The results of this study indicate that premature babies who undergo electronic fetal heart rate monitoring have a worse neurological outcome, compared to those monitored with periodic auscultation. In the study, 189 premature babies were randomly assigned to either electronic fetal monitoring or periodic auscultation. Neurological assessment performed at the age of 4, 8, and 18 months revealed that babies monitored electronically had lower mental- and psychomotor-development scores, compared to those monitored by periodic auscultation. In addition, babies who underwent electronic monitoring had a 2.5-fold increased incidence of cerebral palsy, compared to those followed by auscultation. Median time to delivery after the recognition of an abnormal heart rate pattern was 104 minutes in babies monitored electronically and 60 minutes in those monitored by auscultation. These data indicate that fetal heart monitoring is ineffective in improving neurological outcome in prematurely born babies, and its use may be associated with harm.
—Shy KK, et al., Effects of electronic fetal-heart-rate monitoring, as compared with periodic auscultation, on the neurologic development of premature infants. N Engl J Med 1990 Mar 1; 322(9):588-93.
The results of this study show that electronic fetal monitoring does not improve delivery outcome, while being associated with an increased rate of cesarean deliveries and low Apgar score.
—McCusker J, Harris DR, Hosmer DW Jr., Association of electronic fetal monitoring during labor with Cesarean section rate and with neonatal morbidity and mortality. Am J Public Health 1988 Sep; 78(9):1170-4.
Home Versus Hospital Delivery
The medical literature offers some encouraging news about the option of delivering at home. A handful of studies, most published since 1995, attest to the safety and effectiveness of home deliveries.
These studies attribute a variety of positive results to midwife-managed care. In one study, the risk of infant and neonatal death and the likelihood of delivering a low-birth-weight baby were lower in midwife-attended births, compared with physician-attended births.9 Another study found that women in midwife-attended deliveries were less likely to undergo a cesarean section and that fewer diagnoses of fetal distress were made.10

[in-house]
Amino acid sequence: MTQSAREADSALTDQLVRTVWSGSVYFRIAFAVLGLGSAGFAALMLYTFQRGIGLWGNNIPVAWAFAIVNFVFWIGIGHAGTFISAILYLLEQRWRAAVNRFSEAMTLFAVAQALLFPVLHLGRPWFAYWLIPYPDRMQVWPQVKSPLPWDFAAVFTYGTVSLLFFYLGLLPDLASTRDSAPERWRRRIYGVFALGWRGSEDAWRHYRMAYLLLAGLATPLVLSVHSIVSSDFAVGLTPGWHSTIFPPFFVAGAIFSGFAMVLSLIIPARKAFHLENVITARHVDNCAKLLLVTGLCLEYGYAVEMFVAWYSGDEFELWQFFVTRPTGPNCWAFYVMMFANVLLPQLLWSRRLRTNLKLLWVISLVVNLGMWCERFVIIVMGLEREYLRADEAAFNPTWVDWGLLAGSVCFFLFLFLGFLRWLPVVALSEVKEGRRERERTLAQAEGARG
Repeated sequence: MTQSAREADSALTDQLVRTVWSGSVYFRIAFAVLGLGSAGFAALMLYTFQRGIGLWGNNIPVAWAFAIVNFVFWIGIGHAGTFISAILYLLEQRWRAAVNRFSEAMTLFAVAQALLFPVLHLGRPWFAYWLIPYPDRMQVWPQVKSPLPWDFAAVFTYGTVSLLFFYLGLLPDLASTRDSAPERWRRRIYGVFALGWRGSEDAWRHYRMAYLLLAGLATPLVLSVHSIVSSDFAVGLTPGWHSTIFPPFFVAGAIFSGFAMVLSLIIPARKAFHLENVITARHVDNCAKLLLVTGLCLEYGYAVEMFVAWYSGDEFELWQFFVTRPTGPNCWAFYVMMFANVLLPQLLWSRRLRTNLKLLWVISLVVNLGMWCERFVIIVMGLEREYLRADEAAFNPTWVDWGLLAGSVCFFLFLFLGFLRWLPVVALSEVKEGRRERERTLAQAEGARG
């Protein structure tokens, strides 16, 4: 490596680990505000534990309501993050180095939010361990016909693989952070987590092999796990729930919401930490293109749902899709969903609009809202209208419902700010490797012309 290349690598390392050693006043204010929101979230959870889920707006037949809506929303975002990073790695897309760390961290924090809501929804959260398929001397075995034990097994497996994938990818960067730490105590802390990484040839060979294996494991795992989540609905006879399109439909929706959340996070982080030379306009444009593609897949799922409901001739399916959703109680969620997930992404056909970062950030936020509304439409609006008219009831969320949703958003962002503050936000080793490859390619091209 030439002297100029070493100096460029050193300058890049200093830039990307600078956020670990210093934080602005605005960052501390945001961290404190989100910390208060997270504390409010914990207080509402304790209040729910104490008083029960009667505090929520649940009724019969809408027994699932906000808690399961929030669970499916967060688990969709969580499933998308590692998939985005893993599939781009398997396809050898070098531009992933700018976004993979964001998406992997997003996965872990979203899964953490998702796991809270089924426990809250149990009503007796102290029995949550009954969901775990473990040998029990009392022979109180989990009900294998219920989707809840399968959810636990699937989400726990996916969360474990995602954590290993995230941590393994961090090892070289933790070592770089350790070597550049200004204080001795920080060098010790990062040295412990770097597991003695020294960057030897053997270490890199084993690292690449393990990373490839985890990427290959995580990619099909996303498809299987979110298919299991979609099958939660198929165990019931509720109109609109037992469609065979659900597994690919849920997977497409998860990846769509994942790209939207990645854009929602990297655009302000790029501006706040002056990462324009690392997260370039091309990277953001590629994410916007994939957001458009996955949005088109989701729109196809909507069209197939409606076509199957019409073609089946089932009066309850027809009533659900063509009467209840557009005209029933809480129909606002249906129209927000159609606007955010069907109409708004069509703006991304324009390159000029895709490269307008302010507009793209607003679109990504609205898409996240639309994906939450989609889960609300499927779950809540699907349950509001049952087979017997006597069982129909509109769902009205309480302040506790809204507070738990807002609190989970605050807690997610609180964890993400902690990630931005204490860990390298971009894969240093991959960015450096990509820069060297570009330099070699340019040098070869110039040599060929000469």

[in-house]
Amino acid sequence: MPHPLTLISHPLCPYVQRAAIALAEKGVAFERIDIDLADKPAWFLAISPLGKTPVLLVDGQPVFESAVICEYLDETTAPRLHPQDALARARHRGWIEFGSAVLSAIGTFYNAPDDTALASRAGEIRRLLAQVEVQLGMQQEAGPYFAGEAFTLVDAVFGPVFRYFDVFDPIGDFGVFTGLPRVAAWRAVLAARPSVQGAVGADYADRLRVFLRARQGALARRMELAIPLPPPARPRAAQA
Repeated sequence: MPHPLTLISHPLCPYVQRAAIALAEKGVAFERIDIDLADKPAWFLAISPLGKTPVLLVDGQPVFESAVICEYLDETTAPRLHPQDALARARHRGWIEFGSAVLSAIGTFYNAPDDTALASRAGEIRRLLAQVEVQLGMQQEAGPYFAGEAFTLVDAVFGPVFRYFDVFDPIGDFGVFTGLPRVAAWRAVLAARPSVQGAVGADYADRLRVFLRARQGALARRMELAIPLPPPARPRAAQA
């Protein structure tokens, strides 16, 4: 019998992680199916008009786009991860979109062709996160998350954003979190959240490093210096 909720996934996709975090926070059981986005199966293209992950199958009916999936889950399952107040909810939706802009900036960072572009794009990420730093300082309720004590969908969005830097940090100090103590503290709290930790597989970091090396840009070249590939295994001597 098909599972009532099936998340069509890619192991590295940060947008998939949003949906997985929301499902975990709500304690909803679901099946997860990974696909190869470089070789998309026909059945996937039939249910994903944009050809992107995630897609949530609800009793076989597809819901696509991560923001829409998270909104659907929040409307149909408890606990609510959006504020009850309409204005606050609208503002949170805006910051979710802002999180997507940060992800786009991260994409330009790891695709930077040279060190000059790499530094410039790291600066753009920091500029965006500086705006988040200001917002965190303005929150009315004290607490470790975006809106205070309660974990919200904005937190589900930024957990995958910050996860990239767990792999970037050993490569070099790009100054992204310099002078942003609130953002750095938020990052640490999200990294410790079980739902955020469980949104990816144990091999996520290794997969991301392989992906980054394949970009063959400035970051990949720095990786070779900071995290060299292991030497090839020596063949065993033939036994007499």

In total, the studies point to less intervention in midwife-assisted deliveries. A 1996 study in The Lancet found that labor was initiated less often in women attended by midwives only than in women attended by physicians and midwives. Significantly more women were satisfied with the midwife-managed care than with the care managed by a physician and midwife.11
The results of this study show that the pregnancy outcome of women who delivered their first baby at home is as good as that of women who gave birth to their first baby in the hospital. On the other hand, women who gave birth to at least one child and planned to deliver at home had significantly better pregnancy outcomes than those who planned to deliver in the hospital, indicating that home delivery is as safe, or safer, than hospital delivery.
—Wiegers TA, Keirse MJ, van der Zee J, Berghs GA, Outcome of planned home and planned hospital births in low risk pregnancies: prospective study in midwifery practices in The Netherlands. BMJ 1996 Nov 23; 313(7068):1309-13.
This letter was written in reply to an article published on the Times of May 20, describing hospital delivery as being 3 times safer than home delivery. The letter emphasizes that the author of the Times article compared data from different countries to reach his conclusions, although data were actually not comparable. Evaluation of the National Birthday Trust survey of home births in the U.K., a certainly more appropriate approach to the question of safety of home versus hospital delivery, shows that within a group formed by 3,896 women who delivered at home, there was only one neonatal death (occurring from 0 to 27 days after birth) and no stillbirths, compared to 2 neonatal deaths and 2 stillbirths in a control group of similar, low-risk women who delivered in the hospital. The author concludes that there is no evidence indicating that home delivery carries more risk than hospital delivery in properly screened women. The letter emphasizes that women should receive accurate, up-to-date information, so that they may properly choose between home and hospital delivery.
—Chamberlain G, Choosing between home and hospital delivery. Risk of home birth in Britain cannot be compared with data from other countries. Letter. BMJ 2000; 320:798 (18 March).